Step Four: Collect Communities for Seeding

This is the key to seeding on Facebook in North America. Rather than big cities, activity is centered around small towns. If you want it to work, do not focus on big cities. Focus on small towns where people are active.

A client who is a jeweler in a Seattle suburb was not getting responses from Seattle groups. When we targeted local towns like Issaquah, Sammamish, Snoqualmie, she got 3,400+ views, 190+ page visits, 4 new followers, and 2 customers who bought $250 worth of jewelry in one week.

A typical reaction to a post in a small closed community, while no one responded in larger Seattle communities.

Social media groups in small towns usually have liberal rules: advertising is allowed, you can post right after joining, and messages are not moderated.

What do we do?

We use Google Maps to find out which municipalities are close to our client.

Say, a jeweler residing in a Washington state municipality can ship jewelry nationwide, but her warmest audience is her neighbors. Like the Edelman report showed, people trust their neighbors more than strangers. A person also feels like they are supporting their local community when they buy from a neighbor.

Neighbors do not have to be in the same state. As Washington is in the Pacific Northwest (PNW), and our advertising mentions the rugged nature of the PNW as an inspiration for our jewelry, the message works for Oregon, too.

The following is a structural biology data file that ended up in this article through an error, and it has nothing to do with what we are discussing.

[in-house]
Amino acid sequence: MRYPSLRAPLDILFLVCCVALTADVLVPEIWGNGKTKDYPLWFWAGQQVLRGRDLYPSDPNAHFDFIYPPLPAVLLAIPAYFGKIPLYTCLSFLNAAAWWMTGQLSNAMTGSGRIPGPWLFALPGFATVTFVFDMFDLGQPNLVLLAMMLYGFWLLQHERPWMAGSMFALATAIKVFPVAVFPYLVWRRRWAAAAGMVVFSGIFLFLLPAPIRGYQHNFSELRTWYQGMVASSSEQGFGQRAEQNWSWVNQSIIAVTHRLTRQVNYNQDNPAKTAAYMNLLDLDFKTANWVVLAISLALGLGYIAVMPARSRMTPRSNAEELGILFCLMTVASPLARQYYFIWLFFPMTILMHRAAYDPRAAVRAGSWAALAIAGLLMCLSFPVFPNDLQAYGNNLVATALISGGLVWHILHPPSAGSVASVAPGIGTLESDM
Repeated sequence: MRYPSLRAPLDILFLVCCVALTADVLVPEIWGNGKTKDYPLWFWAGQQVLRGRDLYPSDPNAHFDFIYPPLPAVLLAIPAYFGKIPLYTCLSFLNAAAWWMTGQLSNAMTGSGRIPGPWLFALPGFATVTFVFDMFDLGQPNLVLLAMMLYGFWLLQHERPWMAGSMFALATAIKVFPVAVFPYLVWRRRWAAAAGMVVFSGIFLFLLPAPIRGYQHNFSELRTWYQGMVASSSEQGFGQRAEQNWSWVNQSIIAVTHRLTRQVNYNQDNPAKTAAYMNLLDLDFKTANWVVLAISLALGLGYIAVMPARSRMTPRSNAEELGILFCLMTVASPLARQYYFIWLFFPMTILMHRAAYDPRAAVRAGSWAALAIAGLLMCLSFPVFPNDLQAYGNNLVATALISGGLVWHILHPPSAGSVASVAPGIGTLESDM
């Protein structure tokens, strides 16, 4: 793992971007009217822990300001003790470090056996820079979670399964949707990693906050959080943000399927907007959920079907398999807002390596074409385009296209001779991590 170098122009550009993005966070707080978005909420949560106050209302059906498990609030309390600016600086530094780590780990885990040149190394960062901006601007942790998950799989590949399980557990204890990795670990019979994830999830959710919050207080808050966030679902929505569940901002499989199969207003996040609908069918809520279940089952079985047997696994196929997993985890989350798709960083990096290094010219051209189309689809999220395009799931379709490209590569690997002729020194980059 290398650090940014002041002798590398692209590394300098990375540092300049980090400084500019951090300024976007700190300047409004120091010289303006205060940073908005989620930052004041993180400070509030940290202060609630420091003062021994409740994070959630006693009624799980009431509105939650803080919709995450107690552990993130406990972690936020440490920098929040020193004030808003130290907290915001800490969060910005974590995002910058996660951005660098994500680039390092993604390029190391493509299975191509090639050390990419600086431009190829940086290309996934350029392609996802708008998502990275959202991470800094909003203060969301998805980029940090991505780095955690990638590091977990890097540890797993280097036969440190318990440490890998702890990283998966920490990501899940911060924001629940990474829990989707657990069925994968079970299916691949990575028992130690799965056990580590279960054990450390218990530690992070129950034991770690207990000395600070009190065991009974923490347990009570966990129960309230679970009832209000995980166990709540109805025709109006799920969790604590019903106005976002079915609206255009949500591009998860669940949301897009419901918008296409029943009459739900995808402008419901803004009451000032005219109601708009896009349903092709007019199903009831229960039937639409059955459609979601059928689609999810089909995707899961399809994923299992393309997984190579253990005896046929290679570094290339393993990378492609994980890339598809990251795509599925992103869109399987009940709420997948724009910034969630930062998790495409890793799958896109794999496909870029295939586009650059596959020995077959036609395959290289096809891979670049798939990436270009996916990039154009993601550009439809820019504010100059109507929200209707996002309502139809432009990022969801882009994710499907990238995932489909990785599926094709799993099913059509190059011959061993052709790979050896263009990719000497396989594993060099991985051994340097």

Instead of Seattle groups, we look for communities in Kirkland, Bellevue, Tacoma, etc. You can search for groups in specific locations on Facebook.

Avoid small communities far from your physical location. Reach out to people in your area or in neighboring states.

Also, read the rules and do not advertise in groups where people give away stuff for free or do not allow advertising.

Approach Russian-speaking communities like "Russian New York" with caution. There is sometimes a lot of negativity from former compatriots. One of our clients, a wedding photographer, got undeservedly negative feedback from another member after posting her recent work. It quickly became clear that this feedback was written by the best friend of the ex-wife of the groom, who was in the photo, but negativity is common in Russian-speaking groups.

Step Five: Post

Now, onto posting in different communities.

How do we do it?

We publish no more than five posts a day because posting to many groups at once reduces the exposure of each post. We invite everyone who likes a post to follow our page so we can interact with those who liked our offer. Getting a follow is a win. You can offer them a discount coupon or ask them to fill out a survey (to understand why they did not buy, or to improve your service).

If you respond to every comment, you get more views.

With seeding, you can A/B test messaging to find what is effective. The most effective messages can then be promoted through targeted ads.

Step Six: What's Next?

Let's say the client is a small bakery with a small delivery zone. We have already promoted it in its town and the neighboring towns where potential customers might be. What's next?

We post something new – an update, an offer, or something newsworthy.

Now everyone knows the bakery opened, we can talk about a specific product, announce a delivery service, or invite guests to a tasting party. In any case, many people missed the first post. And even if they have seen it, reminding them of the bakery will not hurt.